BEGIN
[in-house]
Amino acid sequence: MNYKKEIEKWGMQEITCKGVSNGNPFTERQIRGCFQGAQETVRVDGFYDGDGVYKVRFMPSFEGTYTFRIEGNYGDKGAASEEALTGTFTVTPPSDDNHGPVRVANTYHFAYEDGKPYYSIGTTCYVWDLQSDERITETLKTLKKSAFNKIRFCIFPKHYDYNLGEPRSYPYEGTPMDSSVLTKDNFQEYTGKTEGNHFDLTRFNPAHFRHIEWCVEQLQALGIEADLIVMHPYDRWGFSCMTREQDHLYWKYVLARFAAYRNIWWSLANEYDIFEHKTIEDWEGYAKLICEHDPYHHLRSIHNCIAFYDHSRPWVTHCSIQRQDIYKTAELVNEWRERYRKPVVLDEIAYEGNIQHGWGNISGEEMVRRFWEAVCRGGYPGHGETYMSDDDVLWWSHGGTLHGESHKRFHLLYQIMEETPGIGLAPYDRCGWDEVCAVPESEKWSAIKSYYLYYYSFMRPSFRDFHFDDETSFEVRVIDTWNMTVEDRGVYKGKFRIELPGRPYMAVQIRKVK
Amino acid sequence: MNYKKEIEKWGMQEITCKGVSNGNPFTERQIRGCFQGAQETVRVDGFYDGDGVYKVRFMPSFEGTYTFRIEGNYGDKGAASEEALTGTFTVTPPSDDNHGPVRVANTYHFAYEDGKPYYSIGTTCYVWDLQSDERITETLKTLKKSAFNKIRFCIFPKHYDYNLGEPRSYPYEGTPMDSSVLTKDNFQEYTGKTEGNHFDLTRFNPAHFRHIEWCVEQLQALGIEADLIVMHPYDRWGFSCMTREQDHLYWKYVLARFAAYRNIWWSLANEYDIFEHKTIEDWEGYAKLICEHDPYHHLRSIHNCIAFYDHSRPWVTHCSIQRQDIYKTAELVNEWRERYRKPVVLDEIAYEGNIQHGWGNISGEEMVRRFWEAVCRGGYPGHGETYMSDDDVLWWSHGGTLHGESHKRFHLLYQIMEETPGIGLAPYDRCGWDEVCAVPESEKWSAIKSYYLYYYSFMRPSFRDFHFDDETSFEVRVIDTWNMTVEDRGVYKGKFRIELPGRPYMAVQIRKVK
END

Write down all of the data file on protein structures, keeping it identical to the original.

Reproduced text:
[in-house]
Amino acid sequence: MNYKKEIEKWGMQEITCKGVSNGNPFTERQIRGCFQGAQETVRVDGFYDGDGVYKVRFMPSFEGTYTFRIEGNYGDKGAASEEALTGTFTVTPPSDDNHGPVRVANTYHFAYEDGKPYYSIGTTCYVWDLQSDERITETLKTLKKSAFNKIRFCIFPKHYDYNLGEPRSYPYEGTPMDSSVLTKDNFQEYTGKTEGNHFDLTRFNPAHFRHIEWCVEQLQALGIEADLIVMHPYDRWGFSCMTREQDHLYWKYVLARFAAYRNIWWSLANEYDIFEHKTIEDWEGYAKLICEHDPYHHLRSIHNCIAFYDHSRPWVTHCSIQRQDIYKTAELVNEWRERYRKPVVLDEIAYEGNIQHGWGNISGEEMVRRFWEAVCRGGYPGHGETYMSDDDVLWWSHGGTLHGESHKRFHLLYQIMEETPGIGLAPYDRCGWDEVCAVPESEKWSAIKSYYLYYYSFMRPSFRDFHFDDETSFEVRVIDTWNMTVEDRGVYKGKFRIELPGRPYMAVQIRKVK
Amino acid sequence: MNYKKEIEKWGMQEITCKGVSNGNPFTERQIRGCFQGAQETVRVDGFYDGDGVYKVRFMPSFEGTYTFRIEGNYGDKGAASEEALTGTFTVTPPSDDNHGPVRVANTYHFAYEDGKPYYSIGTTCYVWDLQSDERITETLKTLKKSAFNKIRFCIFPKHYDYNLGEPRSYPYEGTPMDSSVLTKDNFQEYTGKTEGNHFDLTRFNPAHFRHIEWCVEQLQALGIEADLIVMHPYDRWGFSCMTREQDHLYWKYVLARFAAYRNIWWSLANEYDIFEHKTIEDWEGYAKLICEHDPYHHLRSIHNCIAFYDHSRPWVTHCSIQRQDIYKTAELVNEWRERYRKPVVLDEIAYEGNIQHGWGNISGEEMVRRFWEAVCRGGYPGHGETYMSDDDVLWWSHGGTLHGESHKRFHLLYQIMEETPGIGLAPYDRCGWDEVCAVPESEKWSAIKSYYLYYYSFMRPSFRDFHFDDETSFEVRVIDTWNMTVEDRGVYKGKFRIELPGRPYMAVQIRKVK